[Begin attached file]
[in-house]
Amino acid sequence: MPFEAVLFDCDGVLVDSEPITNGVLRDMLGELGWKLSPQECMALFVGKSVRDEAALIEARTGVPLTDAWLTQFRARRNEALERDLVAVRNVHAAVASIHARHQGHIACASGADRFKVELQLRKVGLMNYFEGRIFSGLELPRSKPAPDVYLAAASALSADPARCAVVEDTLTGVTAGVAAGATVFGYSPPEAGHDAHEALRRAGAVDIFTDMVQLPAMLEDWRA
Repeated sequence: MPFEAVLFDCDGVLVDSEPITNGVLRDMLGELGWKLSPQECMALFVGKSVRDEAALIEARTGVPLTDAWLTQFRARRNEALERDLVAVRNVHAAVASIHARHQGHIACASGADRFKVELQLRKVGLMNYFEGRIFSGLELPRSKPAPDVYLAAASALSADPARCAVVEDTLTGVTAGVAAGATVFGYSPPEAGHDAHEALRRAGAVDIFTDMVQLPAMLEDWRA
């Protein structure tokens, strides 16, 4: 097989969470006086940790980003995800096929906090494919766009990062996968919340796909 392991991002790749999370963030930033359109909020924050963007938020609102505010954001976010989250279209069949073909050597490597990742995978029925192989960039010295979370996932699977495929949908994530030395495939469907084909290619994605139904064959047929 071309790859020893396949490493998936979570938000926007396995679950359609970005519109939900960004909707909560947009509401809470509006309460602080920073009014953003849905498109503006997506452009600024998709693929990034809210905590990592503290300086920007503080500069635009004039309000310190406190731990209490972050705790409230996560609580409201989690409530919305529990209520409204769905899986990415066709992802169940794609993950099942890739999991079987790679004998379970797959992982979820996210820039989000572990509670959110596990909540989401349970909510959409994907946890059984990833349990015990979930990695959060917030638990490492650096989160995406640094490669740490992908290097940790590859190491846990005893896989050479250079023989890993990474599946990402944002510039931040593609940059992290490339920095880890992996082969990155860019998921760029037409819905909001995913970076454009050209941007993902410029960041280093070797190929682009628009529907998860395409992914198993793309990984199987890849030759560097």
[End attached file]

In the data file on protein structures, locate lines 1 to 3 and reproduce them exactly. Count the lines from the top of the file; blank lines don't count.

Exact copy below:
[in-house]
Amino acid sequence: MPFEAVLFDCDGVLVDSEPITNGVLRDMLGELGWKLSPQECMALFVGKSVRDEAALIEARTGVPLTDAWLTQFRARRNEALERDLVAVRNVHAAVASIHARHQGHIACASGADRFKVELQLRKVGLMNYFEGRIFSGLELPRSKPAPDVYLAAASALSADPARCAVVEDTLTGVTAGVAAGATVFGYSPPEAGHDAHEALRRAGAVDIFTDMVQLPAMLEDWRA
Repeated sequence: MPFEAVLFDCDGVLVDSEPITNGVLRDMLGELGWKLSPQECMALFVGKSVRDEAALIEARTGVPLTDAWLTQFRARRNEALERDLVAVRNVHAAVASIHARHQGHIACASGADRFKVELQLRKVGLMNYFEGRIFSGLELPRSKPAPDVYLAAASALSADPARCAVVEDTLTGVTAGVAAGATVFGYSPPEAGHDAHEALRRAGAVDIFTDMVQLPAMLEDWRA